SuperNova user Ruth, lives on the Isle of Wight and has two grown-up children. She has a genetic sight condiditon known as Cone-Rod Dystrophy. She told us about her sight loss and how she adapted to using assistive technology when her sight deteriorated significantly.
Ruth uses SuperNova to manage her incredibly busy working life, and with everyday tasks such as social media and diary management at home.
Ruth's Sight Loss Experience
Ruth first noticed a deterioration in her central vision when she was just nine years old. She stayed in mainstream education throughout, as she says “I just struggled through and my friends helped”.
Ruth believes that because the deterioration of her sight was so gradual - she was registered blind in 1998 - she simply adapted to school, work and navigating modern life. This meant Ruth was able to manage well without significant assistance throughout much of her younger life.
Ruth learnt to use a computer 25 years ago, taking her ECDL 'European Computer Driving Licence' with Dolphin and used SuperNova Magnifier assistive technology. Since then, Ruth's sight has deteriorated further and currently she has 4% functional vision. As her sight changed, she went from using SuperNova magnification to SuperNova Magnifier and Screen Reader.
“SuperNova grew with me as my eyesight deteriorated and I recommend it to anyone”.
Ruth, SuperNova User
Using SuperNova at Work
Ruth's eye condition has never slowed her down! She has been a volunteer for over 20 years After completing a degree at the Open University, she now volunteers there - helping students who are combining study with a full-time job. Using SuperNova to perform research, type up interviews and help people with transcripts. She also proof reads and writes tutorials for staff at the OU.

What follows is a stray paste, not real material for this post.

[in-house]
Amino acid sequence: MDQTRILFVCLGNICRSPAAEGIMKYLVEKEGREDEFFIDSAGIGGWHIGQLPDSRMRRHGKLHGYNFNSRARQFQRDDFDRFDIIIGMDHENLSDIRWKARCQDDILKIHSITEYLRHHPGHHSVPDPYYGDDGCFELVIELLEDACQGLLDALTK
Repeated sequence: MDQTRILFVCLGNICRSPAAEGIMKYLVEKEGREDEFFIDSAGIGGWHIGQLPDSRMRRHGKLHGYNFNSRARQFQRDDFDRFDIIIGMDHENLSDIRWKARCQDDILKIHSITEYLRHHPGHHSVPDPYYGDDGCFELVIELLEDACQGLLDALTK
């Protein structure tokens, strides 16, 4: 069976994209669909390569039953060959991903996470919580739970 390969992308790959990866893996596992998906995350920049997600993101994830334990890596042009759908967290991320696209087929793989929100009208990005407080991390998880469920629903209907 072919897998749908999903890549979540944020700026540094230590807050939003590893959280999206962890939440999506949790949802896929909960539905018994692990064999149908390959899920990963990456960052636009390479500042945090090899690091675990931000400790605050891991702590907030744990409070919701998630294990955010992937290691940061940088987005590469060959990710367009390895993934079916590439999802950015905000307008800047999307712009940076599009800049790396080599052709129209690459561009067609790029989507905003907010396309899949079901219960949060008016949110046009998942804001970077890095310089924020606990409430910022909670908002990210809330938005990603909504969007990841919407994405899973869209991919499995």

In addition to her volunteer work at the Open University, Ruth also volunteers for the RNIB as part of the RNIB Connect team, and runs the Isle of Wight's macular support group.
She uses SuperNova every day on her computer to send emails, manage her address book, online banking and the weekly supermarket shop - as well as running three Facebook pages!
Ruth finds the read-back feature in SuperNova most helpful and the ability to access the control panel easily has been invaluable. She enjoys the flexibility SuperNova brings to her working life.
"I think SuperNova is great!
I use it every day and it's essential to my volunteering activities and home life".
Ruth, SuperNova User
About Cone Rod Dystrophy
Cone-Rod Dystrophy is an inherited disease of the retina, which does not presently have a medical or surgical treatment. This means treatment tends to be supportive - using screen magnifiers, provision of tinted glasses and registration as sight impaired for example. (Source: Moorfields Eye Hospital, 2020)
According to the Macular Society, symptoms of Cone-Rod Dystrophy vary significantly and sight loss progression happens at different rates for each individual. The amount of vision loss varies and so is difficult to predict. (Source: NORD RareDiseases.org article, 2010)
Progressive Cone-Rod Dystrophy - like Ruth's - tends to start in childhood and progress more significantly later in life. Whereas people with stationary dystrophy have the same level of sight loss from birth onwards.
Symptoms of Cone-Rod Dystrophy may include discomfort in bright light (photophobia), a loss of detailed vision and central sight loss. Some people with cone-rod dystrophy may also develop nystagmus (uncontrolled, rapid eye movements). (Source: The Macular Society, 2021)
Dolphin SuperNova empowers users with visual impairments to succeed at work. It is the world's first combined screen magnifier and screen reader, which enables people with sight loss to get the most out of Windows PCs, laptops and tablets.
SuperNova is available in different editions - to suit a range of sight levels:SuperNova Magnifier
SuperNova Magnifier & Speech